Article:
Recently the St. Louis Blues locked up star right winger Vladimir Tarasenko with an eight-year contract and an average cap hit of $7.5 million. Both parties should be happy about this contract as it gives Tarasenko money and the Blues some long term stability. In this translated interview, originally appearing on the new Russian hockey portal Russia-Hockey.Ru, Vladimir Tarasenko shared his emotions about his new contract, declaring that he is very satisfied with it.
* For the original interview by Russia-Hockey.Ru, click here.
– Vladimir, can we congratulate you on your new contract?
– Yes, finally this slightly uncertain period has come to an end, at least for another eight years. If we’re talking seriously, I am grateful to St. Louis for their trust and their professional attitude towards me. We had constructive talks and we managed to reach a good understanding. In this very important moment I want to express again my gratitude to my parents, my wife, and my grandparents. Without their support we wouldn’t have reached this result. I also want to thank Sibir Novosibirsk, my home club, and SKA St. Petersburg, my last team before going to the NHL. Those two teams will always be in my heart.
– The North American press reported that a KHL team offered you a 3-year, 33-million contract. Was it just gossip?
– Now it makes no sense to confirm or deny anything. I am not going to comment on it. I signed a contract with St. Louis, and I want to start over. I can say only one thing: it’s a very good thing that Vladimir Tarasenko is a hockey player with some market interest. It means that this player and his relatives did a good job (laughs).
– Didn’t you want to sign a shorter contract? After all, the cap grows every year.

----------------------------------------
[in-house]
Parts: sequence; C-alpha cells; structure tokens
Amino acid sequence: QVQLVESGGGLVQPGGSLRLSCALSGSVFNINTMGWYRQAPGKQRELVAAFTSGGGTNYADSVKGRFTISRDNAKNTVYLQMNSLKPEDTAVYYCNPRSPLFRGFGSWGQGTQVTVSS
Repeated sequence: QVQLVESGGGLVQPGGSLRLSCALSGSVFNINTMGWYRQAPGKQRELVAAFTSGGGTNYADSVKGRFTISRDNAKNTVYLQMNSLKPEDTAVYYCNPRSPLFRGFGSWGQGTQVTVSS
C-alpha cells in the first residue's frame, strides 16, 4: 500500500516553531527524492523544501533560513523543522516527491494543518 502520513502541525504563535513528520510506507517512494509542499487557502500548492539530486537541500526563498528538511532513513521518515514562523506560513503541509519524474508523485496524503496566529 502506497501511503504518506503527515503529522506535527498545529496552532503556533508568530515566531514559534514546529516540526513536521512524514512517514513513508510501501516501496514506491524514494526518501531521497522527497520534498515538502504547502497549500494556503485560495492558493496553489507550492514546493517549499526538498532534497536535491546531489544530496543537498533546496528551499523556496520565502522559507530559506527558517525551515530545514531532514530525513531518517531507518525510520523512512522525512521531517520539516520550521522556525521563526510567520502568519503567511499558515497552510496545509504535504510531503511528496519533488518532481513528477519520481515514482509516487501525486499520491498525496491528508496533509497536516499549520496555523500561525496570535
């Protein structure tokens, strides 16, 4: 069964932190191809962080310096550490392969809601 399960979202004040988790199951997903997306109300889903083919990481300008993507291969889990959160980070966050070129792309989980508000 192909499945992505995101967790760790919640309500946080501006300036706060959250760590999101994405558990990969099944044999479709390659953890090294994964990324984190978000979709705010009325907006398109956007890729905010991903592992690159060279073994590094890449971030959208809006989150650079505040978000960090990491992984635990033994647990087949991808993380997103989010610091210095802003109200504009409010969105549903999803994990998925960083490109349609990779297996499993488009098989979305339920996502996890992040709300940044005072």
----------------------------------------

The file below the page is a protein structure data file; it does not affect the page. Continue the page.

– Now we can say whatever we feel. We weighed any “plus” and “minus” and tried to analyze each scenario. I chose the longest version of the contract and I’m happy about it.
— NBC Sports (@NBCSports) July 7, 2015
– What is the most important aspect of your contract?
– I still can’t believe that I signed a contract until I will be 31. I still think I am very far from that age. I hope that by 2023, I and the Blues won’t get bored.
– There will be many new Russian players in the NHL next year. Will it be more fun?
– It will be harder. Competition will be more intense as many very good players from the KHL will be here. And it will be a very diverse contingent: among the new players there will be veterans and youngsters.
– It’s hard for Russian fans to watch these good players leave the KHL…
– They shouldn’t worry, new stars will come. I think that the guys made the right decision to come the NHL and try to develop. Right now, the NHL is the best league in the world. When it was my turn, many told me that it was too early to move to the NHL, that the Blues won’t give me a chance. I wanted to prove them wrong and I did it. But the hardest things are still in front of me. I need to work hard for at least another eight years.
– Does the final game against Canada at the 2015 IIHF WC still hurt?
– Not really. First of all, I could finally score and help the National Team more on the international stage. Second, we had a very good team and an incredible relationship, which I miss a lot. Third, during that game we simply didn’t have luck. We understood in what areas we were inferior that day and we’ll do our best not to repeat those mistakes in the future. We have the WC on home soil, the World Cup in Toronto and the Olympic Games in Korea in front of us. It’s a tight calendar.
– Do you want to play in all three tournaments?
– I dream about helping both my club and the national team. I hope that my career as a player has just started. I am sure that the best is yet to come both for me and my teams.
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